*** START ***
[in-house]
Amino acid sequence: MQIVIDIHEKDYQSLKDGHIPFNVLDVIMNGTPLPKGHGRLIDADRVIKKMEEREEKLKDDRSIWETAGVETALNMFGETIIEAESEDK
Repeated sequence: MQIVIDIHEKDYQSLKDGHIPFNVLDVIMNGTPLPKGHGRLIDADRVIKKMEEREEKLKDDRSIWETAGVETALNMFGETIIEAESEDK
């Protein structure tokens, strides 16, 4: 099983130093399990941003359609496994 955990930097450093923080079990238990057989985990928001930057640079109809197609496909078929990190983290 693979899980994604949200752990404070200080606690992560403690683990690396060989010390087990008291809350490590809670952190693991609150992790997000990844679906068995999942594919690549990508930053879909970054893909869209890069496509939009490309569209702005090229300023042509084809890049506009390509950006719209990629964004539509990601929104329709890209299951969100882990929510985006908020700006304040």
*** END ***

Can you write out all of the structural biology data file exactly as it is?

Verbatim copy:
[in-house]
Amino acid sequence: MQIVIDIHEKDYQSLKDGHIPFNVLDVIMNGTPLPKGHGRLIDADRVIKKMEEREEKLKDDRSIWETAGVETALNMFGETIIEAESEDK
Repeated sequence: MQIVIDIHEKDYQSLKDGHIPFNVLDVIMNGTPLPKGHGRLIDADRVIKKMEEREEKLKDDRSIWETAGVETALNMFGETIIEAESEDK
């Protein structure tokens, strides 16, 4: 099983130093399990941003359609496994 955990930097450093923080079990238990057989985990928001930057640079109809197609496909078929990190983290 693979899980994604949200752990404070200080606690992560403690683990690396060989010390087990008291809350490590809670952190693991609150992790997000990844679906068995999942594919690549990508930053879909970054893909869209890069496509939009490309569209702005090229300023042509084809890049506009390509950006719209990629964004539509990601929104329709890209299951969100882990929510985006908020700006304040």